Elk money

Washington state Rep. Carolyn Eslick, R-Sultan, prepares to testify Feb. 15 in Olympia on her proposal to increase compensation to farmers for elk and deer damage.

OLYMPIA — A bill to compensate farmers for elk-damaged pastures only nibbles at the problems faced by eastern Skagit County, Wash., ranchers, the measure’s sponsor said Friday.

Rep. Carolyn Eslick, R-Sultan, proposes to let farmers and ranchers file claims for grass eaten by elk. But the bill would not amend a claims process described by Skagit County rancher Randy Good as “a year of headaches.” It also would not remove one elk from farmland.

“This is just a Band Aid. I understand that,” Eslick said after a House Agriculture and Natural Resources Committee hearing. “The goal is to move the elk off the lowlands.”

Dozens of farmers and ranchers report that their crops, pastures, fences, hay bales and irrigation systems are being damaged by a growing number of elk in a long, narrow valley in northwest Washington. Fish and Wildlife and nine Native American treaty tribes co-manage the North Cascades herd.

Beginning about 15 years ago, the department and tribes embarked on enlarging the herd by limiting hunting and importing elk captured near Mount St. Helens. The state and tribes have not come up with an effective plan to keep elk in the hills and from multiplying in the valley.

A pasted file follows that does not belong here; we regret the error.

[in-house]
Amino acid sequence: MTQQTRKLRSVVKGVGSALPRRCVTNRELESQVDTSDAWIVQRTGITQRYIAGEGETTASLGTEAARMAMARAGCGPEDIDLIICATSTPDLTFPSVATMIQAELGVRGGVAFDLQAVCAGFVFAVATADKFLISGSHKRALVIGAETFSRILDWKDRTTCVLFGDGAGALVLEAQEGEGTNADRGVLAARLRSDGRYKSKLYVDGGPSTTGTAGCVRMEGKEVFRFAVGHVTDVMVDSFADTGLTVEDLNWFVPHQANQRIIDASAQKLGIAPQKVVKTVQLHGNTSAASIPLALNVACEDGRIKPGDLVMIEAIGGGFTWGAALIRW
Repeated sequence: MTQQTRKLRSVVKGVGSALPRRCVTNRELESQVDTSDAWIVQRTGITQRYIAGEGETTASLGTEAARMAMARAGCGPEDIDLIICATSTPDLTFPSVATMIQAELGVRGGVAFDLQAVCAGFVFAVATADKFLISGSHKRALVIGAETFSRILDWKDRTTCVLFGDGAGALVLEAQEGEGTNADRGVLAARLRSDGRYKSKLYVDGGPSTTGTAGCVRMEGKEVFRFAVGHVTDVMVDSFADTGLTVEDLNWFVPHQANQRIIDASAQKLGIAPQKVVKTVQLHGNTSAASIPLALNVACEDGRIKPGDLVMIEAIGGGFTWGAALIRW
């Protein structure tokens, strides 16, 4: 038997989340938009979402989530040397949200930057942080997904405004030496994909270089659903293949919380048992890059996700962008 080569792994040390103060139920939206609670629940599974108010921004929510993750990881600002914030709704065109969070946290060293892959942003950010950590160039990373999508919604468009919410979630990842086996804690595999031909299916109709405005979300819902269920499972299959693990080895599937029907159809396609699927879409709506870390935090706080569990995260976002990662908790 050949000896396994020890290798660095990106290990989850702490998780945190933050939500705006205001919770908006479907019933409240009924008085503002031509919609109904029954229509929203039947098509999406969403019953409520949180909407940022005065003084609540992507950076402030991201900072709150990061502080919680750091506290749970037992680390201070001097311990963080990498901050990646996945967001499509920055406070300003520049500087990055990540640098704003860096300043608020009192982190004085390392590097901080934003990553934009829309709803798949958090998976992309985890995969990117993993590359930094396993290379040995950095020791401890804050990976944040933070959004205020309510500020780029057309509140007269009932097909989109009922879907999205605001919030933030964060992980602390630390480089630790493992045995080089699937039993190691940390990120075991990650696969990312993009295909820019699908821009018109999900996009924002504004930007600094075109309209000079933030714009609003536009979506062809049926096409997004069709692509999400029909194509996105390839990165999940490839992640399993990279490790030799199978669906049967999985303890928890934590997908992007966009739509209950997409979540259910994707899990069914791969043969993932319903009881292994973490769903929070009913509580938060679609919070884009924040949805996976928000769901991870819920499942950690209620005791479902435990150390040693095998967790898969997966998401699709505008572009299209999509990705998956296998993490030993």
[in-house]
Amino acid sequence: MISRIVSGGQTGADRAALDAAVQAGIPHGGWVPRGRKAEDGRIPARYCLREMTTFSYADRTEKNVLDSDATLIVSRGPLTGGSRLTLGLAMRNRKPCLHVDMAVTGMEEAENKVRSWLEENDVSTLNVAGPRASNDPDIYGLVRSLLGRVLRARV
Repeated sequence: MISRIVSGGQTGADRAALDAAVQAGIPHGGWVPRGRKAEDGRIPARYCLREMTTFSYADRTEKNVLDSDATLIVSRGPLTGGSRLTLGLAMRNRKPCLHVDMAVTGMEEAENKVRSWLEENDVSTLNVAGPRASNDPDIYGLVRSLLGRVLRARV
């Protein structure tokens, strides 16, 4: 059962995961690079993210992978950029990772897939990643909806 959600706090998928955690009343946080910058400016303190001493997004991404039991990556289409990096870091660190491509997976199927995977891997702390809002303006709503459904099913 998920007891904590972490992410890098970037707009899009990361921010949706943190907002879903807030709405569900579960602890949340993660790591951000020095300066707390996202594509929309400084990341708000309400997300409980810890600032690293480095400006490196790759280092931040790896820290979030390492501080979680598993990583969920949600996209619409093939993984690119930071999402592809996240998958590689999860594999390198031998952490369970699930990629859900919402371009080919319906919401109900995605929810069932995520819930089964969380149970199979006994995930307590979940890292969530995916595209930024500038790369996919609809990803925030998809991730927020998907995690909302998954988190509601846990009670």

Farmers can file damage claims with Fish and Wildlife. To be compensated, farmers must sign damage-prevention agreements, open their land to hunters, and submit tax, insurance and business records.

Fish and Wildlife has not paid a claim in eastern Skagit County since 2016, though the county assessor’s office projects that elk cause $1.5 million annually to farmland there.

Besides broadening Fish and Wildlife’s compensation to include pastures and irrigation equipment, Eslick’s legislation, House Bill 1875, would increase the maximum payout to $20,000 from $10,000. The limit on payouts statewide for elk and deer damage would be doubled to $240,000 annually.

Good, who said he had to abandon raising cattle in a field overrun by elk, said the bill won’t help if applying for compensation stays cumbersome.

“It’s not going to do any good,” said Good, who represented the Skagit County Farm Bureau and Skagit County Cattlemen’s Association at the hearing.

Good also said the statewide cap is a fraction of the damage in eastern Skagit County alone.

“The compensation pot will need to be increased dramatically to cover all these damages,” he said.

Fish and Wildlife officials have said previously that the department wants to guard against frivolous claims.

After the hearing, the department’s director, Kelly Susewind, said he’s open to talking about reforming the application process. “It’s of no value if people can’t access it,” he said.

Eslick said she will have more meetings with Fish and Wildlife and work toward reforming the compensation system and moving elk.

She said her proposal to increase compensation will not resolve problems.

“It’s a drop in the bucket, but it’s at least something more, and we are trying to help them in every possible way at the moment,” Eslick said.

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